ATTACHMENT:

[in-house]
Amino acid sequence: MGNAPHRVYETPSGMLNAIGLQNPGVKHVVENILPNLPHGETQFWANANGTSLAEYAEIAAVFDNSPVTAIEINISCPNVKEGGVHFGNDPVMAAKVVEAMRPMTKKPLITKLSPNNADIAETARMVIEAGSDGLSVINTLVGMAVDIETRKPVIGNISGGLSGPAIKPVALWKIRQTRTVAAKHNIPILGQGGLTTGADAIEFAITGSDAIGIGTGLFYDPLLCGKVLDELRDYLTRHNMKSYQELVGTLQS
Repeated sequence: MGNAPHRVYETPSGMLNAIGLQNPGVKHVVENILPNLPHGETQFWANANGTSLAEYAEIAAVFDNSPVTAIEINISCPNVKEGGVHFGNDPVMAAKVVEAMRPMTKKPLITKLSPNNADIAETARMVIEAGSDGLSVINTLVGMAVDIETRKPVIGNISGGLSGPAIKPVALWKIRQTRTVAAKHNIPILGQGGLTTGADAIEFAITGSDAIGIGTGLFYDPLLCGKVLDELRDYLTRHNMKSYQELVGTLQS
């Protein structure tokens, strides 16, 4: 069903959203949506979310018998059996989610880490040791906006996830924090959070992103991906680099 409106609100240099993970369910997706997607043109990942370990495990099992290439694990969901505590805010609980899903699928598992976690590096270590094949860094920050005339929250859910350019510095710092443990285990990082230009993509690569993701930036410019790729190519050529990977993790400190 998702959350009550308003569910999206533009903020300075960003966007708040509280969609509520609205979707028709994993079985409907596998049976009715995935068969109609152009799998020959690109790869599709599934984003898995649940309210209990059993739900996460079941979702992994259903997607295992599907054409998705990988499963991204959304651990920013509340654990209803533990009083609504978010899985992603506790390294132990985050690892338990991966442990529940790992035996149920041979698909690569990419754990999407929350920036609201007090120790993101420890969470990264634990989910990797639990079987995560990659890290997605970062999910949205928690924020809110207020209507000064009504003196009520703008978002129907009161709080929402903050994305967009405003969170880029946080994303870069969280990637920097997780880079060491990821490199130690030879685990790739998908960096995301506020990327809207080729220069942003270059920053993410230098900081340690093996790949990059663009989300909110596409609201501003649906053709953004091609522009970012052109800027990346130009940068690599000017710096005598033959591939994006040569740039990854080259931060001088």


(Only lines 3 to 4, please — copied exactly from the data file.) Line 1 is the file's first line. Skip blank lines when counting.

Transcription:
Repeated sequence: MGNAPHRVYETPSGMLNAIGLQNPGVKHVVENILPNLPHGETQFWANANGTSLAEYAEIAAVFDNSPVTAIEINISCPNVKEGGVHFGNDPVMAAKVVEAMRPMTKKPLITKLSPNNADIAETARMVIEAGSDGLSVINTLVGMAVDIETRKPVIGNISGGLSGPAIKPVALWKIRQTRTVAAKHNIPILGQGGLTTGADAIEFAITGSDAIGIGTGLFYDPLLCGKVLDELRDYLTRHNMKSYQELVGTLQS
């Protein structure tokens, strides 16, 4: 069903959203949506979310018998059996989610880490040791906006996830924090959070992103991906680099 409106609100240099993970369910997706997607043109990942370990495990099992290439694990969901505590805010609980899903699928598992976690590096270590094949860094920050005339929250859910350019510095710092443990285990990082230009993509690569993701930036410019790729190519050529990977993790400190 998702959350009550308003569910999206533009903020300075960003966007708040509280969609509520609205979707028709994993079985409907596998049976009715995935068969109609152009799998020959690109790869599709599934984003898995649940309210209990059993739900996460079941979702992994259903997607295992599907054409998705990988499963991204959304651990920013509340654990209803533990009083609504978010899985992603506790390294132990985050690892338990991966442990529940790992035996149920041979698909690569990419754990999407929350920036609201007090120790993101420890969470990264634990989910990797639990079987995560990659890290997605970062999910949205928690924020809110207020209507000064009504003196009520703008978002129907009161709080929402903050994305967009405003969170880029946080994303870069969280990637920097997780880079060491990821490199130690030879685990790739998908960096995301506020990327809207080729220069942003270059920053993410230098900081340690093996790949990059663009989300909110596409609201501003649906053709953004091609522009970012052109800027990346130009940068690599000017710096005598033959591939994006040569740039990854080259931060001088």